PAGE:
Figure 1. Deimos, Phobos By Curiosity. (C) NASA
All images in this article are courtesy NASA and JPL, and are in the public domain.
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Curiosity Photographs Moons, Asteroids
IntroductionOn Sol 741, the Mars rover Curiosity turned its Mastcam to the night sky and took four photographs, two with its right camera, and two with its left. When I downloaded the pictures and viewed them at full resolution, it was immediately apparent that these were pairs of photos, taken at slightly different times, that could be used to identify the motions of the moons of Mars, comets, asteroids, planets, or all of these objects.
(Edit: I have made inquiries at JPL, and NASA has said only that these are not yet pictures of the comet.) At first I thought these were pictures of a large asteroid, with some smaller ones caught by accident, but then I thought the object appeared to have a tail, and it was most likely Comet Siding Spring. Inquiries at JPOL revealed the Mast Cameras do not have that much magnification. This is almost certainly Mars' larger moon, Phobos.
When looking at these picture I recommend that you download the full sized images by option clicking on them, each in its own tab, and then switching back and forth between them. You will see the features that move over time. These are moons, asteroids, or planets. The left camera pictures also appear to be stacked exposures, where the camera shutter was opened and shut several times during the taking of the picture, resulting in asteroids appearing as lines of dots.
In the thumbnails in the article, I have added squares around the moons, planets, or asteroids that I have spotted in the pictures, but I have left the full sized originals unchanged. You can reach the originals by clicking on the pictures. Open each in its own tab for best results.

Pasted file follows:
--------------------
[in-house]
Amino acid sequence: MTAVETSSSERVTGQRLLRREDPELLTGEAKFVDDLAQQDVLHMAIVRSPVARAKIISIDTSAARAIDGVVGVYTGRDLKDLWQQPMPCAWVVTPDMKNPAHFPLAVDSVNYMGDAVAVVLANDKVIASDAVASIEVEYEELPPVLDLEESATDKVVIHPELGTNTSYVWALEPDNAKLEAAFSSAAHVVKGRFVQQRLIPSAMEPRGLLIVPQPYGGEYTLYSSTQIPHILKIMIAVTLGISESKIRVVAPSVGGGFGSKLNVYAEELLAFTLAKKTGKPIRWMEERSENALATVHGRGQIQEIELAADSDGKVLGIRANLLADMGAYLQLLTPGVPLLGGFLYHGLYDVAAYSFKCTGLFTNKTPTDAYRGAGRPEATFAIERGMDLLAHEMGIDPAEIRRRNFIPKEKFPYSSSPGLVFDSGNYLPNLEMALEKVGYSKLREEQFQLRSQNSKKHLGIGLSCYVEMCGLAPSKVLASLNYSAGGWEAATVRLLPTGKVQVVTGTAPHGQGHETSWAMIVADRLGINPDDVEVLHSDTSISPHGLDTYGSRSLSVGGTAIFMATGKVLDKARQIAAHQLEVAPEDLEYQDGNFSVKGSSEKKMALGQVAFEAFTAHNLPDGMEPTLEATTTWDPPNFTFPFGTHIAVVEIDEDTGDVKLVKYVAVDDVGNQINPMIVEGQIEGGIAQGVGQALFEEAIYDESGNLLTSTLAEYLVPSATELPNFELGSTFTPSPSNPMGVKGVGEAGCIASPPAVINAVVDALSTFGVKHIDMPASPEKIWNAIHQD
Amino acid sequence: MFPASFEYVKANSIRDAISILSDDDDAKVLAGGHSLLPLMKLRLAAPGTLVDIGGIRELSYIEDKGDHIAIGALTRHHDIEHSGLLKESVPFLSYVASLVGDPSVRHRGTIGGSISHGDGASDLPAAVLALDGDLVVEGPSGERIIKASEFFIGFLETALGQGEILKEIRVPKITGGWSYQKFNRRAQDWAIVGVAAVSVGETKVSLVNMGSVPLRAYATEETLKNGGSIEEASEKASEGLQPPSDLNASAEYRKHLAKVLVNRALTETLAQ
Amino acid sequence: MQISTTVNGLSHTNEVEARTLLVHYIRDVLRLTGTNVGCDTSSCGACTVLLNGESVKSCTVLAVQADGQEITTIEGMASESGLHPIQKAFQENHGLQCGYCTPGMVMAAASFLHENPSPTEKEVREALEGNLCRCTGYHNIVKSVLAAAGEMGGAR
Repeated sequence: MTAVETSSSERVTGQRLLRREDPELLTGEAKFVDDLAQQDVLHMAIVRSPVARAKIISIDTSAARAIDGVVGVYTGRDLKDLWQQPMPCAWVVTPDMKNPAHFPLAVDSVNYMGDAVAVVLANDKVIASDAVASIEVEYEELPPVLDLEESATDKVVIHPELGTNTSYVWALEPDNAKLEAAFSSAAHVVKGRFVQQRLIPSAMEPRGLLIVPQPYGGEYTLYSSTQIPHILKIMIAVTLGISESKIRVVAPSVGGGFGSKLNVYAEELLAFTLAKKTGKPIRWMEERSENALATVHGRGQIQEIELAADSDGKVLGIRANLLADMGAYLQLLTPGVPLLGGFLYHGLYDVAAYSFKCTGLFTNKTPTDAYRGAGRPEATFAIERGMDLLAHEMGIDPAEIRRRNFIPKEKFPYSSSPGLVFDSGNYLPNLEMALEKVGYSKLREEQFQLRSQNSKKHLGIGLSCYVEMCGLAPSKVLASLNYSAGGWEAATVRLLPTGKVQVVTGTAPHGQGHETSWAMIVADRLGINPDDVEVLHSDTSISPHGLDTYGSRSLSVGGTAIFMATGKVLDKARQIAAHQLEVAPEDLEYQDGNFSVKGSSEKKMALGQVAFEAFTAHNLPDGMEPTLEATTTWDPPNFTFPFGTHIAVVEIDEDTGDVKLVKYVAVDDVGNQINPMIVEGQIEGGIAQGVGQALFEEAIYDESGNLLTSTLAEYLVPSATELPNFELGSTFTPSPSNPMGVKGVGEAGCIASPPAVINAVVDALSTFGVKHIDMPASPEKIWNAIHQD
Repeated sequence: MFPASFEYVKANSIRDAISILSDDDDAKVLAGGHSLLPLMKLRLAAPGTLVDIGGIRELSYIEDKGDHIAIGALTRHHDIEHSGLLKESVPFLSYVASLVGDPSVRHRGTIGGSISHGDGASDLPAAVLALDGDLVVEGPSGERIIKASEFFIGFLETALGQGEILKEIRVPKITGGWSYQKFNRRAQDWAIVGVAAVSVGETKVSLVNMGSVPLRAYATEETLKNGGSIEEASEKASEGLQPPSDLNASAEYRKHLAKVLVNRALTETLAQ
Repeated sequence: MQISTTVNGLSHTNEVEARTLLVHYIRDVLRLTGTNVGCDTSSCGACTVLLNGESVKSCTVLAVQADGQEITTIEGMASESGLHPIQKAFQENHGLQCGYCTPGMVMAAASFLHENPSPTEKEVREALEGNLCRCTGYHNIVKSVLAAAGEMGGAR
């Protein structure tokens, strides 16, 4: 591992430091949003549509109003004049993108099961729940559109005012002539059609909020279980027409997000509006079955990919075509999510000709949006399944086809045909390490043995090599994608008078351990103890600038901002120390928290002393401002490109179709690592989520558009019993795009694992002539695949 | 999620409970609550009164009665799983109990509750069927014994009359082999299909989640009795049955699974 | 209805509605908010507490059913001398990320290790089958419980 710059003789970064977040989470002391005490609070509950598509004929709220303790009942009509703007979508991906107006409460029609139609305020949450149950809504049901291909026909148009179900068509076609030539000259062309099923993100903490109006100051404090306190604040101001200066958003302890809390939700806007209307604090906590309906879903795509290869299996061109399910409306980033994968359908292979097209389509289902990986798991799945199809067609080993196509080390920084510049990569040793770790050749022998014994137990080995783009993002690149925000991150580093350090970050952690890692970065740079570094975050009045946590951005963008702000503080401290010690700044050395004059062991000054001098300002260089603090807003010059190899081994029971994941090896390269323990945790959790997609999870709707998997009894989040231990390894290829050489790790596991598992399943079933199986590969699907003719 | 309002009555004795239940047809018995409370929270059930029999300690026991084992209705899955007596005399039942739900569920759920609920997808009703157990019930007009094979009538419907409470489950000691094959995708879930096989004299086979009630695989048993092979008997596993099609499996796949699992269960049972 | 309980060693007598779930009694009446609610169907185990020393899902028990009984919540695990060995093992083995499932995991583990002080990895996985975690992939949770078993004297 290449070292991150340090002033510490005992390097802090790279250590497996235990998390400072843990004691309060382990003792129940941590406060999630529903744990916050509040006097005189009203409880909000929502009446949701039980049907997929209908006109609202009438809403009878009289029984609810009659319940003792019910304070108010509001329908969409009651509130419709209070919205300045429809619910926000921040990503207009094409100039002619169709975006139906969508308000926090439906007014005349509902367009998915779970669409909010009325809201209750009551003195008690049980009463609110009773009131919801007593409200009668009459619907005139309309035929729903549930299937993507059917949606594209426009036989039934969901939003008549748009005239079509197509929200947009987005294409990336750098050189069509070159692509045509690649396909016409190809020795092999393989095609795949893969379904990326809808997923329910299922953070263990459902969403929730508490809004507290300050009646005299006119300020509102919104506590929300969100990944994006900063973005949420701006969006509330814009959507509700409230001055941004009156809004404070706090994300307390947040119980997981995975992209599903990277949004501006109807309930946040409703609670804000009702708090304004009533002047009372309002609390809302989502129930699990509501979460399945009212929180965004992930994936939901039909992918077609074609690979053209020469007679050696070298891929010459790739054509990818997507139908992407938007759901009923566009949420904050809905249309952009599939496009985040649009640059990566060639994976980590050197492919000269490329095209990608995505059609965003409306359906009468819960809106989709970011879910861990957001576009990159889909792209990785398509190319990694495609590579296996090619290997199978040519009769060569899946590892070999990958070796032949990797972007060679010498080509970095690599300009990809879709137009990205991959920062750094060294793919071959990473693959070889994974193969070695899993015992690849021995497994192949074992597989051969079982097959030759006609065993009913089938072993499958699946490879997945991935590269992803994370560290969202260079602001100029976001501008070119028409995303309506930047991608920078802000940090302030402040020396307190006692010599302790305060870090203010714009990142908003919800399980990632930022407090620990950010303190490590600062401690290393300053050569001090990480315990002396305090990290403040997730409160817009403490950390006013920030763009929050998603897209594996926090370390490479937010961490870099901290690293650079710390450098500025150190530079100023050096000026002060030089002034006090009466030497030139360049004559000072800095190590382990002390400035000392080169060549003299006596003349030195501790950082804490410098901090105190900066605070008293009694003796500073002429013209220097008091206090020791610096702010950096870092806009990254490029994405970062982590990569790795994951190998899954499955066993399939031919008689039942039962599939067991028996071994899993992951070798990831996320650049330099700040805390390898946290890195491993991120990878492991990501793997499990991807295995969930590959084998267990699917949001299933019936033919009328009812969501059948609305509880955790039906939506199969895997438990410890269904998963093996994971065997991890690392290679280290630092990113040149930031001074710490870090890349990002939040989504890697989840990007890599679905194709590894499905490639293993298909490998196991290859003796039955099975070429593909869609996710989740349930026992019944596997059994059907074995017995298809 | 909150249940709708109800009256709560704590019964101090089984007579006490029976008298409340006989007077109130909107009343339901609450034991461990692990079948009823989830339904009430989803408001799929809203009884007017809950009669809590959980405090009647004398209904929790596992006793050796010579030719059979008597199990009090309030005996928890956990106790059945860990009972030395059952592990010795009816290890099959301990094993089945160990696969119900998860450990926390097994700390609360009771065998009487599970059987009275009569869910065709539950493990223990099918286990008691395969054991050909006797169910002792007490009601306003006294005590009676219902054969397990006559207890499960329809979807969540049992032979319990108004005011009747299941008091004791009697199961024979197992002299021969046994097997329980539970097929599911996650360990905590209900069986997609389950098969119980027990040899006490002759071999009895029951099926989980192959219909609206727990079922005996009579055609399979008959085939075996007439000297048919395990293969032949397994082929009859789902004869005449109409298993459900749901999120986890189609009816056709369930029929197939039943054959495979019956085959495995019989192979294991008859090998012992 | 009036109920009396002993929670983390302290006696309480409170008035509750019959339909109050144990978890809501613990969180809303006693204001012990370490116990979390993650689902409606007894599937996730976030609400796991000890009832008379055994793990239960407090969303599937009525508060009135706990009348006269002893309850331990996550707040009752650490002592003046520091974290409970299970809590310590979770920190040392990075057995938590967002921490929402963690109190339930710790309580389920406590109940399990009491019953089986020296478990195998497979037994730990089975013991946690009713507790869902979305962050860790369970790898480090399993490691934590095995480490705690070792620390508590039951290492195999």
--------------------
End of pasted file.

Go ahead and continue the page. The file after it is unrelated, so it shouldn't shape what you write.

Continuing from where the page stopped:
Section 1: Right Camera
Figure 2. Curiosity Sol 741. Mastcam: Right 2014-09-06 18:00:19 UTC. (C) NASA/JPL
The bright moving object is very prominent, toward the right center of these images. I've put red boxes around the object in the thumbnails. Click on the pictures to see full sized, without boxes.
It really helps to put your finger on the screen next to the suspected moving dot, while clicking back and forth. That fixed point of reference helps a lot to see the movement.
In the lower left of the first frame there is a fainter object that disappears in the second frame. This is almost certainly an asteroid.
Section 2: Left Camera
Figure 4. Curiosity Sol 741. Mastcam: Left 2014-09-06 18:00:23 UTC (C) NASA/JPL
The bright moving object is less prominent, toward the left center of these images. I've put red boxes around the object in the thumbnails. Click on the pictures to see full sized, without boxes. I've also put a green box around several linear sets of dots that appear to be asteroids. They are visible in both left images, suggesting that these may be stacked images, and the dots might be asteroids. There are several, less bright sets of 6 dots elsewhere in these images, which might also be faint asteroids.
There are also a pair of faint objects that move, very near the top left corner of the left pair of images. They are almost certainly more asteroids.
Edit: At the recent NASA social at JPL, one of the scientists mentioned that the rovers were doing test pictures at night, in preparation for the arrival of Comet Siding Spring, but that they had not yet gotten pictures of real science value. In addition to using the mast cameras, the ChemCam was also used, since it includes a very high magnification telescope. Here are links to the second set of pictures:
Even More Recent MastCam Images:
It's kind of exciting to watch science unfold in real time.
Funny Pictures from Orbit